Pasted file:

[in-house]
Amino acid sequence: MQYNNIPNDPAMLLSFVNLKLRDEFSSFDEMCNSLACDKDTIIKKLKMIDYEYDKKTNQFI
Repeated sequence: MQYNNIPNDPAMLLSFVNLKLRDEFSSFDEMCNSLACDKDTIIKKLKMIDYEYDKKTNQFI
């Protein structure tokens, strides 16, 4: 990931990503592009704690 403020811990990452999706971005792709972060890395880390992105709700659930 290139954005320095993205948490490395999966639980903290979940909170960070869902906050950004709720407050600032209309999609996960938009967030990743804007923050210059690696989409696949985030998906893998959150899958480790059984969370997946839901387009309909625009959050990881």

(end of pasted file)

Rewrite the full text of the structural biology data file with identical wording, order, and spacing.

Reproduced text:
[in-house]
Amino acid sequence: MQYNNIPNDPAMLLSFVNLKLRDEFSSFDEMCNSLACDKDTIIKKLKMIDYEYDKKTNQFI
Repeated sequence: MQYNNIPNDPAMLLSFVNLKLRDEFSSFDEMCNSLACDKDTIIKKLKMIDYEYDKKTNQFI
């Protein structure tokens, strides 16, 4: 990931990503592009704690 403020811990990452999706971005792709972060890395880390992105709700659930 290139954005320095993205948490490395999966639980903290979940909170960070869902906050950004709720407050600032209309999609996960938009967030990743804007923050210059690696989409696949985030998906893998959150899958480790059984969370997946839901387009309909625009959050990881």